But Sam did talk about the arthritis in his knees — “bone on bone,” a doctor told him — and about how he tries his “darnedest” to stay away from people who use methamphetamine. “You can’t trust them,” he said.
But, when asked, he also said he hadn’t stayed in a shelter, declaring: “I will never.”
Wright’s observation that Orange County has a particular need for opioid detox and medication-assisted treatment is backed up by data. A 2019 health report showed that Orange County had the highest rate of overdose deaths of all counties in California, despite having so many privately operated rehab centers and sober living homes that it’s known as the heart of Rehab Riviera.
And, since that report, the drug crisis has worsened. An update issued July 28 by the Orange County Sheriff’s Department showed that the powerful synthetic opiate fentanyl is killing people from all walks of life at a skyrocketing rate, taking more than twice as many lives in 2020 — 432 — than were killed by fentanyl in 2019. Also in 2020, fentanyl helped fuel a record number of deaths among Orange County’s street population.
Wright is assisted in his efforts to get the addicted into detox by a former addict, Ian Ashby, who is now a clinical case manager with the Share Our Selves (SOS) Community Health Center in Costa Mesa.
Ashby is helping to guide the survey in Huntington Beach, Costa Mesa and Newport Beach. And he accompanies Wright during his Wound Walk outreach in other areas as well, his experience with addiction and homelessness being another asset in making inroads.
Friday night, Ashby exchanged cellphone numbers with a homeless man sitting on a bus bench on Beach Boulevard, before ending their conversation.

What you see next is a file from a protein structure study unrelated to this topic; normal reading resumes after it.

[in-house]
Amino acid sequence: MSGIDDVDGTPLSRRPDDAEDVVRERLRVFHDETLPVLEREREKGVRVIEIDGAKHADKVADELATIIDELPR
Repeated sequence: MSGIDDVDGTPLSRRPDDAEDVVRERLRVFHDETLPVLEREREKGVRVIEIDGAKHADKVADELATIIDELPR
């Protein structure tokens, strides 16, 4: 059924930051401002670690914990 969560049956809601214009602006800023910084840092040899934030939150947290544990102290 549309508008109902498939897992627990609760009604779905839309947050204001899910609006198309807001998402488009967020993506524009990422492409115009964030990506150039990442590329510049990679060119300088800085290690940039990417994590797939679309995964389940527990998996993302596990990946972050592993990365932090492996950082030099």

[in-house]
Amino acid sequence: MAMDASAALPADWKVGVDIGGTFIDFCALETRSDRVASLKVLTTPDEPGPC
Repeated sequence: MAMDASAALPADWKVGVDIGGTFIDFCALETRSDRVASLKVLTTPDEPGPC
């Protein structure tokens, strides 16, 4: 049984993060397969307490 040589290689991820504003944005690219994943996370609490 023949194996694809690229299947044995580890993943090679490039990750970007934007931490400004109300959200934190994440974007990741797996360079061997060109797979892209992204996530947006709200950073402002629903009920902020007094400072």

“I can call you, right?” the homeless man asked.
“You can call me anytime,” Ashby said.
The man, in better physical condition than the guy on crutches, answered every question in the survey. He is 51 and has been homeless for 21 years. He came to Orange County from New Jersey 35 years ago. He said he owned a loan company before a hip injury set his life off track.
He told Ashby that he’s currently hooked on meth and fentanyl, but wanted to get clean. Ashby arranged to meet the man again in a few days and take him to a detox center in Stanton, where a bed was expected to become available.
In another encounter, Wright and Ashby spoke with a man who goes by the name “Turtle.” Ashby had been working with Turtle previously, visiting him a couple of times a week to convince him to enter detox. And after some convincing, Turtle agreed.
Turtle’s stint in rehab lasted just four days. Turtle didn’t like being locked down.
But Wright and Ashby haven’t given up.
As Wright applied ointment to Turtle’s sunburned face, neck and ears, they made an appointment for Turtle to see a doctor at a Share Our Selves community clinic to check out his bad heart. He’s been homeless for 10 years and visited multiple hospital emergency rooms.
Ashby gave him his business card. “Use this, man,” he said.
Then, in parting, “I love you, man.”
Eager for help
For the woman who waited at the Beach Boulevard bus stop on her way to work, the big issue is money.
She said she grew up in the area and has been living in a nearby motel off and on for about a year. Now 31, she said her housing situation has been unstable since she was 18. She said her husband is in jail but she didn’t say why.
The woman, who did not want to be identified, said she makes $15 an hour working 70 hours a week between jobs at a warehouse and as a security guard. That’s about $1,000 a week, but she said it’s not enough to pay for a motel room and bills, and save for an apartment. She and White exchanged cellphone numbers.
“I want help,” the woman said. “I want to stop moving so much.”
Besides providing Supervisor Foley with information on their needs, the survey is revealing something overlooked about homeless people.
Said White: “Some of them express how grateful they are for having someone ask their opinion, for somebody listening to them.”
Source: Orange County Register